The Ebola Response Anthropology Platform (ERAP) and the related Ebola: lessons for development initiatives have won the prestigious Economic and Social Research Council (ESRC) Outstanding International Impact Prize. The team comprised leading anthropologists from the Institute of Development Studies and its partners, led by IDS director and former STEPS director Melissa Leach.
The initiative built on an extensive history of research, including contributions from ESRC-funded STEPS Centre work on how social and natural scientists could work together to prepare and respond to zoonoses and infectious diseases in developing countries.
Read a case study on the ESRC website.
Putting a human lens on the Ebola crisis
In a field dominated by medics and virologists and other natural scientists, the initiative showed how valuable a social science perspective can be. Researchers saw early on that the Ebola crisis was more than a medical emergency. The epidemic was also a lens through which much that had gone wrong with development to date could be seen.
Ebola: Lessons for Development was launched at a high-level meeting of key policymakers, NGOs and researchers involved in the Ebola crisis. In a set of nine briefing papers launching the initiative, researchers from the Institute of Development Studies argue that there is an urgent need to look beyond the immediate, on-the-ground concerns of disease control and containment to consider the bigger and broader questions about international development.
ERAP was a unique and timely initiative that delivered rapid, real-time advice to policy and practice around the unprecedented social and cultural challenges that the unfolding Ebola crisis posed. The ERAP team led by Melissa Leach, included Annie Wilkinson (IDS), James Fairhead (University of Sussex), Ann Kelly (University of Exeter), Paul Richards (Njala University), Melissa Parker (London School of Hygiene & Tropical Medicine) and Fred Martineau (London School of Hygiene & Tropical Medicine).
What was the impact of the Ebola initiatives?
The Platform provided timely advice to high-level fora on case identification and diagnostics, funeral practices, home care, clinical trials, communications, community engagement and ‘resistance’. This gave shape to UK and international strategy and on-the-ground action in West Africa. As a social science Sub Committee of SAGE, they advised the government Chief Medical Officer and Chief Scientist.
The Platform website became a focal point for live information and dialogue, accessed by over 16,000 users and energising global anthropological networks. They advised three UK parliamentary inquiries which reported in January 2016 that: ‘The importance of sociological and anthropological support in the epidemic cannot be underestimated.’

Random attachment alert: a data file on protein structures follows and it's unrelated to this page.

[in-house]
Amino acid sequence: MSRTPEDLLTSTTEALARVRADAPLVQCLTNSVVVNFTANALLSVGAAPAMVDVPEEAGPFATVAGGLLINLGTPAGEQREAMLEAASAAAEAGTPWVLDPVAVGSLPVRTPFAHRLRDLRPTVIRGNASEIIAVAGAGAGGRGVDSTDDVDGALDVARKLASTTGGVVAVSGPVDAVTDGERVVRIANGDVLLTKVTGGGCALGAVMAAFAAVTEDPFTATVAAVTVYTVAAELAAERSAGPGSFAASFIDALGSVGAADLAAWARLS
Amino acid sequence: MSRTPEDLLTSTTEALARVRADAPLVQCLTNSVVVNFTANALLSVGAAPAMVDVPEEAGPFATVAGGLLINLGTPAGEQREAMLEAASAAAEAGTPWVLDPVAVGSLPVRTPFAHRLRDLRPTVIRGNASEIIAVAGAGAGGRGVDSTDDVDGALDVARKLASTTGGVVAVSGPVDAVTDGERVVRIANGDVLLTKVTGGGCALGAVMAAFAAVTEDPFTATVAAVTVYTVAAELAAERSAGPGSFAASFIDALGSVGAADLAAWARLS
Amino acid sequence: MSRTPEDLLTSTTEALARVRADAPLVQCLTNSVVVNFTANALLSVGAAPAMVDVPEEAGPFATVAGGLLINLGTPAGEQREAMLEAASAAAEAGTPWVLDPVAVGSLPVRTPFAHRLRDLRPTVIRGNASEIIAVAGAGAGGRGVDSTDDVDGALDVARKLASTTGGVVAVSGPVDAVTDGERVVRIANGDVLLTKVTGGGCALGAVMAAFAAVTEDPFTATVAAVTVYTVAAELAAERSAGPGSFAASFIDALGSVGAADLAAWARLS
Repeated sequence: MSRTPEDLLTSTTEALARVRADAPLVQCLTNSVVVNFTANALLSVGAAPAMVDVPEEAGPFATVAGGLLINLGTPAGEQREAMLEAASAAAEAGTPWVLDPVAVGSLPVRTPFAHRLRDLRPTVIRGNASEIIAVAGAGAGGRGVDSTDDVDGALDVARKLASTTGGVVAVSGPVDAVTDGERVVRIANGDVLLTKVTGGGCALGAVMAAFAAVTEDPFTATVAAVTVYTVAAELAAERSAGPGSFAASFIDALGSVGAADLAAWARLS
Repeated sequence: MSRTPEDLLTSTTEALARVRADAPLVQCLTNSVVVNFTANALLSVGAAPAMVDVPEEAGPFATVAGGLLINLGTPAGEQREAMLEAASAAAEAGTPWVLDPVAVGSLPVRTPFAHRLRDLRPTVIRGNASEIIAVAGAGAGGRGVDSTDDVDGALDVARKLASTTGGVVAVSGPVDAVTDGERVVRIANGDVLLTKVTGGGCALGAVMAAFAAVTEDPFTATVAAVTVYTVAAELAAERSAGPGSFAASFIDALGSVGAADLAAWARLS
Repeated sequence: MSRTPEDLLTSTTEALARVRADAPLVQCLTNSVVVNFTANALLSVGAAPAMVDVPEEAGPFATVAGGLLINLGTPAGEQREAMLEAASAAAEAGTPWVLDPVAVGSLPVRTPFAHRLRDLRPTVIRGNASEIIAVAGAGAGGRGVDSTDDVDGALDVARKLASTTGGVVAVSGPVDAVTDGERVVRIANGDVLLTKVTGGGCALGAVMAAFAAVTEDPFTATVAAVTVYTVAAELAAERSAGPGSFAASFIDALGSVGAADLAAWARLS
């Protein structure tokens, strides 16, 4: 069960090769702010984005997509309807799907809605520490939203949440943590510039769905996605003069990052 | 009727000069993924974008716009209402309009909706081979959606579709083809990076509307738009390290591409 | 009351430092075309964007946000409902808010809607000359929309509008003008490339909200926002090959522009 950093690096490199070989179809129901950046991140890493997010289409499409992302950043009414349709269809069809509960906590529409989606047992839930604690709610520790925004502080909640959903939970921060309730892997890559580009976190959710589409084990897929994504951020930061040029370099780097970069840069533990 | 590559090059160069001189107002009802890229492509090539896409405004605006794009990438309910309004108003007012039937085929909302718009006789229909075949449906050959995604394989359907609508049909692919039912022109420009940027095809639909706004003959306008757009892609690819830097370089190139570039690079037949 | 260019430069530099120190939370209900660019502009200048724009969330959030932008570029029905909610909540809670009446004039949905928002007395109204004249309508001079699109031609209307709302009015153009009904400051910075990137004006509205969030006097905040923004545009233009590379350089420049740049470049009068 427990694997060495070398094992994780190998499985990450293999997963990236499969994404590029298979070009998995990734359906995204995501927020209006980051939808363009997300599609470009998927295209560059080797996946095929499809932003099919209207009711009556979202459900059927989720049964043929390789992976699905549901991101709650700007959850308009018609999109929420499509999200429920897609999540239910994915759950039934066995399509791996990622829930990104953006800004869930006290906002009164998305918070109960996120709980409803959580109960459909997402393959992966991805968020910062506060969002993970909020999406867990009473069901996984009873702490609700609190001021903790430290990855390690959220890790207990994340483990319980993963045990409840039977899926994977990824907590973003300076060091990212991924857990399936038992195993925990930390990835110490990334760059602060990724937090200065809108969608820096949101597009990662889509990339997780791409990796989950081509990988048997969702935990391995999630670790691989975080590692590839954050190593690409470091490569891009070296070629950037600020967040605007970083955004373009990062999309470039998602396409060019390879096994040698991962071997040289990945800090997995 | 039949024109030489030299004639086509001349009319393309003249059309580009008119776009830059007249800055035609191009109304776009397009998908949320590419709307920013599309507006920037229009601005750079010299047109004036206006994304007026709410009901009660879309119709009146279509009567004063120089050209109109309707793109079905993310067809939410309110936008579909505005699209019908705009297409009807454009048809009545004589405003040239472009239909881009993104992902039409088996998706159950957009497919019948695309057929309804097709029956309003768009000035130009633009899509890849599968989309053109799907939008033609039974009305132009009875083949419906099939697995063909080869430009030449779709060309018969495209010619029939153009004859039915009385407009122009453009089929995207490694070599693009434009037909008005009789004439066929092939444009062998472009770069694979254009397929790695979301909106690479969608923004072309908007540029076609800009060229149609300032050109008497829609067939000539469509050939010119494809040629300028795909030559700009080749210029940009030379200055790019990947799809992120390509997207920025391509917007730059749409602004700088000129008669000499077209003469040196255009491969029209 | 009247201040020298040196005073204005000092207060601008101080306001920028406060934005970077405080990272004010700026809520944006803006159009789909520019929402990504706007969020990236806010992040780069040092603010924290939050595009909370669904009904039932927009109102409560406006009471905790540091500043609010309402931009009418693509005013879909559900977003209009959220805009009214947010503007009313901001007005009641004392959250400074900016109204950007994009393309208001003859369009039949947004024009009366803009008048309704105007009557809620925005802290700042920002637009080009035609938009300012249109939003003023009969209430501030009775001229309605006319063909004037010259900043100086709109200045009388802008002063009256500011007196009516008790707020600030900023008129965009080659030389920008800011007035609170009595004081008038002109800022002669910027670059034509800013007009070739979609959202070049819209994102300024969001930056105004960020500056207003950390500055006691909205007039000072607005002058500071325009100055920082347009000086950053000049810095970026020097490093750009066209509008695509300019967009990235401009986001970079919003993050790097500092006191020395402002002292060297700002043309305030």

Cumulatively, the Ebola initiatives influenced and engaged high-level actors including UN Mission for Ebola Emergency Response, Ministry of Defence and Department for International Development (DfID). Alongside this, media outlets from the BBC World Service’s Science in Action to the Huffington Post’s Healthy Living blog took note and either carried pieces by researchers or sought to interview them.
About the ESRC Celebrating Impact Prize
The annual ESRC Celebrating Impact Prize is an opportunity to recognise and reward researchers whose work has made a real difference to society or the economy. The prize is awarded to ESRC-funded social science researchers who have achieved impact through outstanding research, collaborative partnerships, and engagement or knowledge exchange activities.
Last year, STEPS director Ian Scoones was a winner of the Outstanding International Impact award for his work on Zimbabwe.
STEPS work on Ebola
Our research on Ebola is part of a long-running theme on zoonotic disease, focusing on the interactions between animals and humans that enable diseases to spread – and how to prepare and respond to these diseases.
Blog posts on Ebola
Ebola in Guinea: people, patterns, and puzzles by Melissa Leach, April 2014
Ebola: failures, flashpoints and focus by Annie Wilkinson, July 2014
Ebola: identifying the true game-changers by Annie Wilkinson, September 2015
First Ebola, now Zika: inconvenient truths about emerging diseases by Kevin Bardosh, April 2016